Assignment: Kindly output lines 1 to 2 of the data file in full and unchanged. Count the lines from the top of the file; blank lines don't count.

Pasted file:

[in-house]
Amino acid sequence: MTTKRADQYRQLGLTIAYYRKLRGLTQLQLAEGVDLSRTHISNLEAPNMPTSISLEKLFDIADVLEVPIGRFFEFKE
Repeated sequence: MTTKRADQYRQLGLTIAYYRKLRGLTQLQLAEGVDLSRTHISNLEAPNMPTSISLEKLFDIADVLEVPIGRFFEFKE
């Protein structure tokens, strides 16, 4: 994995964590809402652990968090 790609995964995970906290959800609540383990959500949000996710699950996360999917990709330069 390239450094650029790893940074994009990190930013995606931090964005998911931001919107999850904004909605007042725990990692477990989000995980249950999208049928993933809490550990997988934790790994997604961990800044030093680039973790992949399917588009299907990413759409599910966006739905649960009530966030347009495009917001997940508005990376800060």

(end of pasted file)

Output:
[in-house]
Amino acid sequence: MTTKRADQYRQLGLTIAYYRKLRGLTQLQLAEGVDLSRTHISNLEAPNMPTSISLEKLFDIADVLEVPIGRFFEFKE